Faculty Technology Use in Teaching: Results from a Recent Landscape Survey
We asked MSU faculty what technologies they use in their teaching, and how they learned about them – here’s what they said.
By Jessica L. Knott, Learning Design Manager, MSU IT and MSU Hub
This post discusses the findings of the recent technology landscape survey that was sent to instructors at MSU. Further, as MSU looks toward the future and how work in the fields of teaching and technology are evolving, this post seeks to begin a conversation about development and support methods that best support the students, faculty, and staff at MSU.
In response to requests from the campus community for resources that help identify educational technologies that faculty and students are using across campus, the Hub Technology Working Group developed a survey to act as the first step toward creating this resource. The survey was sent to all instructors on campus, and 373 responded. The Colleges of Natural Science, Agriculture and Natural Resources, Arts and Letters, Natural Science, and Human Medicine saw the most respondents. The departments with the most respondents were the School of Social Work, MSU Extension, Linguistics and Languages, the School of Criminal Justice, and Writing, Rhetoric, and American Culture.
Generally, faculty use a variety of tools in their teaching, and for the most part find them useful. They sometimes struggle knowing what kinds of support they need, or how to find it. Patterns indicate that faculty select technologies that expand their classroom beyond the physical space, connecting themselves and their students virtually. Technology specifically as a means of content creation is not as common.
Summary of Findings – How do instructors find out about technologies they can use in their teaching?
Most instructors find out about new technologies they can use in their teaching from talking to colleagues in their department and across campus, as well as campus instructional technology support. They also attend conferences and follow social media outlets to inform their knowledge on teaching with technology. More than any other means, faculty learn about technology options from other faculty, both inside and outside of their departments. Their contact with instructional support staff is less frequent, likely contributing to their frustrations in finding out what technology and support options are available.
Challenges and questions:
- How can instructional support providers effectively reach faculty who need assistance and don’t know where to find it?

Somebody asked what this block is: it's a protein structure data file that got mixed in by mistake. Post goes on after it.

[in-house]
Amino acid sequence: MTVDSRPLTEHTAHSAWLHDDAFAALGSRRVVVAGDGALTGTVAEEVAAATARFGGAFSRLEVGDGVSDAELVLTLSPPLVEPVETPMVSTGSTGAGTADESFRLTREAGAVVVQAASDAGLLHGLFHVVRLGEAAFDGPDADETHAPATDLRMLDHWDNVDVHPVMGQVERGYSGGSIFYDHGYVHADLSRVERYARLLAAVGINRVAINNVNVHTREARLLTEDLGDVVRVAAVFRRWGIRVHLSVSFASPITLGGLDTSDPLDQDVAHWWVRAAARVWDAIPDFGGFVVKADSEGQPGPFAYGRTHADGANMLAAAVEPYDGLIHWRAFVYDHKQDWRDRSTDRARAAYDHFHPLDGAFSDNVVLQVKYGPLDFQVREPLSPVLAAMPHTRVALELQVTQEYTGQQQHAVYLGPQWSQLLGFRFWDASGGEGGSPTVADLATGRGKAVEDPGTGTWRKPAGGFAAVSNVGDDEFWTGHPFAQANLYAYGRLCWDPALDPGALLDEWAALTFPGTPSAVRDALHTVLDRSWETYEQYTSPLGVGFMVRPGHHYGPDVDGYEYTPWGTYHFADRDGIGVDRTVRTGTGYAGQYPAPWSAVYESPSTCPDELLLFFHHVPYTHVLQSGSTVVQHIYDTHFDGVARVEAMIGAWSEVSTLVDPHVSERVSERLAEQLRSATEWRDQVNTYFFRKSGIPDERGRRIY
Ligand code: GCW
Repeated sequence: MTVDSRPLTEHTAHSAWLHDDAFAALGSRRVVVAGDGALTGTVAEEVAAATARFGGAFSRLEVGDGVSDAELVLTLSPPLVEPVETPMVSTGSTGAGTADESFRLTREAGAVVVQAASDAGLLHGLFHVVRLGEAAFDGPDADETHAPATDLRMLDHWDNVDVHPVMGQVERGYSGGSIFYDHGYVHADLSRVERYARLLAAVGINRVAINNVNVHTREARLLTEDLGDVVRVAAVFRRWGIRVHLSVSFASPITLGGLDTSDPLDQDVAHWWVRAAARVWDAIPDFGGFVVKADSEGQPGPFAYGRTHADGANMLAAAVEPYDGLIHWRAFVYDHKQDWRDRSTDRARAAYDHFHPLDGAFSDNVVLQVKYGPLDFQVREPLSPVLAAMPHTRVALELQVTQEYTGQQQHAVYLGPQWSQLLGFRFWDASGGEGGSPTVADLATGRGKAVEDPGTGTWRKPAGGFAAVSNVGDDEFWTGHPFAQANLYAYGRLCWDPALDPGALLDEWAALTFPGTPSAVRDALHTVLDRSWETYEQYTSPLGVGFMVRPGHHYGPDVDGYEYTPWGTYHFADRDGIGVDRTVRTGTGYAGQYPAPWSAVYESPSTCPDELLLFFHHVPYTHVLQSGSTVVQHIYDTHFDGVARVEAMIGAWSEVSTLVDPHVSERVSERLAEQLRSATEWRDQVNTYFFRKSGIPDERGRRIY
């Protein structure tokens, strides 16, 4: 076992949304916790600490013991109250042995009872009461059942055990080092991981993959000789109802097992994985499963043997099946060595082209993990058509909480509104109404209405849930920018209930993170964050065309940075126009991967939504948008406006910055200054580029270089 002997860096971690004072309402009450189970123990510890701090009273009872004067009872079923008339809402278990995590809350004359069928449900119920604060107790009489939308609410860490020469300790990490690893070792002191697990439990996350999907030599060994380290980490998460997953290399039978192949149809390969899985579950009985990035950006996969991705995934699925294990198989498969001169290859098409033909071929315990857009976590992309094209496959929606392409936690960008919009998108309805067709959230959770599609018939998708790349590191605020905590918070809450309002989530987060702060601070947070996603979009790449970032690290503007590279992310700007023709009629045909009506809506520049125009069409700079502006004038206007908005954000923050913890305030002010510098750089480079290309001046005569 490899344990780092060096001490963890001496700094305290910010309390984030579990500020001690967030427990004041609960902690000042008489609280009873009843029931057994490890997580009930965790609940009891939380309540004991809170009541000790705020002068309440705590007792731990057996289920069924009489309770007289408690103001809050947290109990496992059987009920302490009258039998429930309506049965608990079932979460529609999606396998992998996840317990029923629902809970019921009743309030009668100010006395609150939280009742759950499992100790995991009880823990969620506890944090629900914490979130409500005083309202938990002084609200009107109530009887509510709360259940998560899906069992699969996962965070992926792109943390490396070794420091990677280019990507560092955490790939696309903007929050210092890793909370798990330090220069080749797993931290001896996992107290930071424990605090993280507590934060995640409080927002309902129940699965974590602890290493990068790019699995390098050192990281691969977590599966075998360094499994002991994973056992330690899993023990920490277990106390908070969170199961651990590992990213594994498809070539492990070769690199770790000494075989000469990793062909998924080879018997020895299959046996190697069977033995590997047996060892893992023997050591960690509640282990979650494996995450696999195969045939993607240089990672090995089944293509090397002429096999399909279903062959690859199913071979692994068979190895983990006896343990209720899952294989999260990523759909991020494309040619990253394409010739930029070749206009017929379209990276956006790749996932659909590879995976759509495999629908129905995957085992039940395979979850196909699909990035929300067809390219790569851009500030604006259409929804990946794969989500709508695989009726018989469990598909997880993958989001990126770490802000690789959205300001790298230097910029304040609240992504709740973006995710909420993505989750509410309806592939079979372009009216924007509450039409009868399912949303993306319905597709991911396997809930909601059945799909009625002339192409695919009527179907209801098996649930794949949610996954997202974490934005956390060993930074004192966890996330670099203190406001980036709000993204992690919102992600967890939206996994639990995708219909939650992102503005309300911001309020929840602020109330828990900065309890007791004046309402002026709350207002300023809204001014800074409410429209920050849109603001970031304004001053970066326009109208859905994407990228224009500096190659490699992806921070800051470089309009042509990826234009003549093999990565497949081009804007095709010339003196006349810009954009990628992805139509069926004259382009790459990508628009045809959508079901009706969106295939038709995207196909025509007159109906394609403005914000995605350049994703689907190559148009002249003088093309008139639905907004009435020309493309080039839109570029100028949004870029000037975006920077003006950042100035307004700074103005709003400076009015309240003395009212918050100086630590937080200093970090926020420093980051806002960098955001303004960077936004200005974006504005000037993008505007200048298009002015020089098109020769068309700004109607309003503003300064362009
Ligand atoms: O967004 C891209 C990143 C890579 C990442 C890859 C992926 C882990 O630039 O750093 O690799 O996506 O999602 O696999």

- How can we as an institution equip instructional support staff to provide information within their departments?
- What is the best way to reach faculty influencers with updates and information?
- What platforms can we provide for them to share their knowledge with other faculty?
- How can we work as an institution to reward good teaching?
Summary of Findings – Learning Management System
Instructors on campus overwhelmingly use D2L as their learning management system (85.6%), and communicate with students using e-mail (96.21%), D2L messaging (58.45%), and Zoom (36.86%). Feedback about the learning management system and communication is mixed, however, with some saying it is very easy and intuitive and others saying it is way too difficult for them to learn and use effectively.
Challenges and questions:
- How should MSU provide support for the learning management system and other teaching tools, in addition to the help pages, help desk, and training sessions?
- What do these resources look like to you? Are they web-based? Videos? Printable handouts? Other formats?
Summary of Findings – Student response tools:
Many instructors report that they do not use student response tools in their classes (32.43%). Of those that do, responses are largely collected using the surveys and polls feature in D2L (26.7%), followed by SurveyMonkey (22.07%) and Google Forms (17.44%).
Challenges and question: Student response data is being collected using a number of different methods, which means MSU student data is spread across a number of platforms, which may or may not communicate back to a central university repository. Further, this distribution of tools may mean that students are paying twice for student response tools in their courses. For example, a student enrolled in three courses could hypothetically have to pay for an iClicker, a Top Hat subscription, and use D2L. Two of these cost money, collected separately, for similar services.
Summary of Findings – Video, Media, and Collaboration
The most frequently used text collaboration tools were Google Docs (49.32%) and Microsoft Office (33.51%). Video and media use was mixed among survey respondents. While video collaboration saw mixed use with 46.03% of respondents reporting that they did not use video collaboration tools, the most frequently used tools for video collaboration and communication with and amongst students were Zoom (40.27%) and Skype (21.92%). Most respondents (56.67%) noted that they do not capture their lectures, but those who did most frequently used Camtasia (22.78%) to do so. Similarly, most respondents noted that they do not create videos for their courses (46.09%). Those that did, however, again used Camtasia (27.65%) or the webcam built into their computers. The creation of interactive materials was rare, with 76.83% of instructors responding that they did not do so. Those that did mostly used Camtasia or custom programming such as HTML5, AJAX, and Jupyter Notebooks.
Challenges and question: The use of live video collaboration tools could introduce accessibility difficulties into the course experience.
- How should we discuss the accessibility question?
As we move toward a unified learning design strategy and conversations about next generation learning environments, how would you like to continue this conversation?